Users wishing to run Word, Internet Explorer or other Windows applications on non-Microsoft Corp. platforms can finally do so with software that a consortium of open source developers will roll out in the next three months.
Wine 1.0, in development by a group of voluntary programmers since 1993, is an implementation of Windows 3.X and Win32 that operates on top of Linux, Unix or X Windows workstations. Other features include:
-- Support for Microsoft's Common Object Model and Distributed COM technologies, the latter of which lets applications communicate over a network securely and efficiently.
-- The ability to mount shares on multiuser Samba systems, which give Linux desktop users access to file and print services that use Microsoft's Common Information File System.
-- The capability for users to run Windows-based Lotus Notes messaging clients on Linux workstations.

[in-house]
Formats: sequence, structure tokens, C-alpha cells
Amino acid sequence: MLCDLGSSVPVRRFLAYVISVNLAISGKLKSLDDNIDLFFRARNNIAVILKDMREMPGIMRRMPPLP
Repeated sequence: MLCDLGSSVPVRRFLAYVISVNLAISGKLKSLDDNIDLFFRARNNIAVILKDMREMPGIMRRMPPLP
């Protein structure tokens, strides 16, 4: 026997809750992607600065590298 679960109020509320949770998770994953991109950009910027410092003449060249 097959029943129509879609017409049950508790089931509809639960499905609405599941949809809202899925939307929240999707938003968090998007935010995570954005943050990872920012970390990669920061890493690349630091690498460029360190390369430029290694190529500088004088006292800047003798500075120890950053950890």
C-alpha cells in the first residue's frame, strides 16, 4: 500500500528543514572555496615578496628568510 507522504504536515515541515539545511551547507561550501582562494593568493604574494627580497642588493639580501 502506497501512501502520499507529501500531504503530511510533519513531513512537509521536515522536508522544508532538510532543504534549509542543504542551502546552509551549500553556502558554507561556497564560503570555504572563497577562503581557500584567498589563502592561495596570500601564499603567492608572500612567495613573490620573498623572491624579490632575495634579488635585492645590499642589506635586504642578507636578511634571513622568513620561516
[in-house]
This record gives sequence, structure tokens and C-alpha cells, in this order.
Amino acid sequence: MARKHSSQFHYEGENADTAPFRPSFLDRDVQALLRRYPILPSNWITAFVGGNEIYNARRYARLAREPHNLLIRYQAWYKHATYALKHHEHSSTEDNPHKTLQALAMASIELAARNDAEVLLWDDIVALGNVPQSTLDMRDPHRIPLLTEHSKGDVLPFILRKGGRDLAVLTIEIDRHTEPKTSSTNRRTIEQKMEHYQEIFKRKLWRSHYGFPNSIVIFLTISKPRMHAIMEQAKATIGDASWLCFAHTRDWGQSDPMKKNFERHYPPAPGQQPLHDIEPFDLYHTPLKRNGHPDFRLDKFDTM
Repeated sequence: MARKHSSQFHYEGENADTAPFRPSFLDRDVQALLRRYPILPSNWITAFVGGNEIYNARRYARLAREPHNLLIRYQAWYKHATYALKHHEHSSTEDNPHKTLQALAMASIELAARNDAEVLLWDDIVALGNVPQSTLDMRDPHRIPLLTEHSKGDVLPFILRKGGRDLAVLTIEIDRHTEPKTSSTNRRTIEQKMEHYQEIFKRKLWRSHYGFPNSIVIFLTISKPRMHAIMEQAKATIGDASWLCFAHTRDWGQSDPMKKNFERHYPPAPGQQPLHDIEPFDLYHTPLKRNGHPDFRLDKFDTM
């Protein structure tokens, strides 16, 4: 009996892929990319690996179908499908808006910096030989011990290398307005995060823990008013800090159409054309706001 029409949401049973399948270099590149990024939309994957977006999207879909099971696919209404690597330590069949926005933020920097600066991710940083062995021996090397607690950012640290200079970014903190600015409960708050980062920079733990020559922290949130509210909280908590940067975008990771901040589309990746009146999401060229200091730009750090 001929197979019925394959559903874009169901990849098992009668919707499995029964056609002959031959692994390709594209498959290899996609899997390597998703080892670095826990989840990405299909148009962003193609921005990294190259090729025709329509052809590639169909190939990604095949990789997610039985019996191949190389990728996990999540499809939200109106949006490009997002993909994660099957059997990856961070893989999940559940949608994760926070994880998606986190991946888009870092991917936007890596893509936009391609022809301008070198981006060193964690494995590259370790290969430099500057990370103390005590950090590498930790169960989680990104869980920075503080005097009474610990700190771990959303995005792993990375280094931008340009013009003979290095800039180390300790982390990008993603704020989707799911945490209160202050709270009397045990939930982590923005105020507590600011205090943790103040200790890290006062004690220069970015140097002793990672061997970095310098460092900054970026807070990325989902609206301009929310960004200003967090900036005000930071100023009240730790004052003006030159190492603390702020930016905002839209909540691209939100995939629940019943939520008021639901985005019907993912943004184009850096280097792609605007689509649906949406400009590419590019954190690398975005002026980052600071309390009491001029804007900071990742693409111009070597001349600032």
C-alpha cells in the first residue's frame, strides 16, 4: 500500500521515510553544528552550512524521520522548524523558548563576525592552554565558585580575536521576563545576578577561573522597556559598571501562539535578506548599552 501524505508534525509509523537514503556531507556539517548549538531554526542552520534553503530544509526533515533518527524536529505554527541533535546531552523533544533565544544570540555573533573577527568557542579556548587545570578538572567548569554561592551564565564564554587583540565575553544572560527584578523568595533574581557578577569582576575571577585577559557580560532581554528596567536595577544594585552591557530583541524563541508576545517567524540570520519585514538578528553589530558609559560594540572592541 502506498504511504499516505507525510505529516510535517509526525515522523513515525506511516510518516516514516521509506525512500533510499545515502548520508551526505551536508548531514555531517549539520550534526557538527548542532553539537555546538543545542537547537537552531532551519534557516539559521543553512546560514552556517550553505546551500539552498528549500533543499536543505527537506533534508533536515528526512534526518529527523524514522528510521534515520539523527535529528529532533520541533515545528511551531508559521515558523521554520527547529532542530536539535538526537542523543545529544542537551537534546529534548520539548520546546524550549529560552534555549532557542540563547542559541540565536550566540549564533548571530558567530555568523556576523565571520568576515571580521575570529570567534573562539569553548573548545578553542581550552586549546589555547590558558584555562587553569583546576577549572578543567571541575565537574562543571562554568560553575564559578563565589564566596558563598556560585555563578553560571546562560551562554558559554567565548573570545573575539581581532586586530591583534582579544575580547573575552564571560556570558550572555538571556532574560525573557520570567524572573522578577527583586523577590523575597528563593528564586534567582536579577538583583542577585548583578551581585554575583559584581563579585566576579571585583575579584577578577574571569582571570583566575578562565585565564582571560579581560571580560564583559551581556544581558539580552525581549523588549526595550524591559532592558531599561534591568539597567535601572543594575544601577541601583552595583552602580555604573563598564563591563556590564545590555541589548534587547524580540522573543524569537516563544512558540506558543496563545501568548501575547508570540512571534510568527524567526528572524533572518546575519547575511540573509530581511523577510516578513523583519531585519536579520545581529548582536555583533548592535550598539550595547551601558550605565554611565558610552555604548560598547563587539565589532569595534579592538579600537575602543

Companies have tested prerelease versions of Wine, with some using Linux and Wine on their desktops to concurrently run Linux-based management tools and Windows-based desktop applications.
"Once [Wine] is stable enough, I could roll it out to users that already have Linux desktops," says Jacob Kennedy, a systems analyst for a company in the U.K. that he asked not be identified. This would let him deliver Word, Outlook and other Windows applications to end users with Linux on their desktops, he says.
Several companies, such as Codeweavers and Transgaming, will offer distributions of Wine, packaged with installation scripts and documentation.
Wine runs on any version of Linux and can be downloaded from winehq.com, wine.codeweavers.com or www.transgaming.com.